Data breaches are terrifying, and they happen all the time. When you’re running your own small business, you rely heavily on your web presence to help you connect with your customers. If you put a lot of emphasis on eCommerce, the Internet is the backbone of what you do. So making sure your business has a secure website is crucial to the safety and success of your business. You can’t afford to skimp on your website’s security – your livelihood depends on it. There are several things you can do, even with a modest budget, to make your website more secure.
Your employees need to understand your security protocol if they’re going to interact with your website. Do they update your blog? Do they change graphics and answer support emails? Teach your employees to be hyper vigilant about what attachments they open and the way they log in. If your employees accidentally install malware and then log into your website, they’re compromising your website’s security. Training and knowledge aren’t just for the IT staff – all of your employees need to work together to recognize vulnerabilities and prevent costly accidents.
Use a VPN or Proxy Service
VPNs are the most secure way to connect to the Internet. They put your activity in a special tunnel that’s invisible to outsiders. When you’re transmitting sensitive information, such as financial or personal data relating to your business or its customers, this security tunnel is exactly what you need. Finding the right proxy will require a little bit of research, but you’re getting something invaluable. When malicious entities can’t see what you’re sending and where you’re sending it, your risk for a web attack significantly drops.
Develop a Strict Security Policy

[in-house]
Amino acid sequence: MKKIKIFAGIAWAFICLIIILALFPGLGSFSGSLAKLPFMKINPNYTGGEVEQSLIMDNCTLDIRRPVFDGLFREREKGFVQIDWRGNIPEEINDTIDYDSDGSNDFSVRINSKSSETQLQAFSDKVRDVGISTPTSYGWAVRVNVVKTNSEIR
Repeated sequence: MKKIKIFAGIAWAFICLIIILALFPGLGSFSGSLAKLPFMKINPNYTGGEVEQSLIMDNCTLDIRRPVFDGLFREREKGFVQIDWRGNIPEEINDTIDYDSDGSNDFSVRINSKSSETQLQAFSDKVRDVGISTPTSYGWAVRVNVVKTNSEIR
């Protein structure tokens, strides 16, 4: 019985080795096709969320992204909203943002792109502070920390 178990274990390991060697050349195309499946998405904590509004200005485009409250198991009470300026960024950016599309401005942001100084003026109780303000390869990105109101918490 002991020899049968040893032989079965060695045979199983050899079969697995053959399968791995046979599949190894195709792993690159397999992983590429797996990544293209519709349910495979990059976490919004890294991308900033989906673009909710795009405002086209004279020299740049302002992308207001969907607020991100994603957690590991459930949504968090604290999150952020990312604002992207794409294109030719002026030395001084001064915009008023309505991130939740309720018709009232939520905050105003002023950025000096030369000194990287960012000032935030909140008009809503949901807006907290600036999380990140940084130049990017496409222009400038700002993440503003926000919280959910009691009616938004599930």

How often do passwords get changed around your office? Where are your employees allowed to log in and what devices are they allowed to use? You can’t secure an employee’s private device, such as a smartphone or tablet. Discourage them from using these devices for work matters unless they’re connected through a secure Cloud. Have strict password standards and mandate that passwords be changed every few weeks to prevent outsiders from gaining unauthorized access to your website.
You can control the security measures you use when creating your website, but you can’t necessarily control the way your users interact with your website. Consider disabling things like auto-fill on forms. This will prevent customers from mistakenly saving their private information on a shared computer. Update all of your back end security as often as possible, and make sure every vulnerable area of your site is “https” (where the S stands for secure) rather than plain old “http”.
Install Additional Security
If you aren’t already using one, it’s time to get a web application firewall. This is a layer of protection that stands in front of your server. Anything coming through needs to pass the firewall. This keeps automated bot attacks as well as manual attacks at bay by turning away suspicious traffic. For best results, back up your web application firewall with other security applications. If your business website runs through WordPress, it isn’t difficult to add layers of protection simply by installing the right plugins.
It’s never too early or too late to hire an IT specialist if you don’t already have a team working on your behalf. These people will be able to spot vulnerabilities faster than you can, while preparing you to take on emerging threats before they become widespread problems.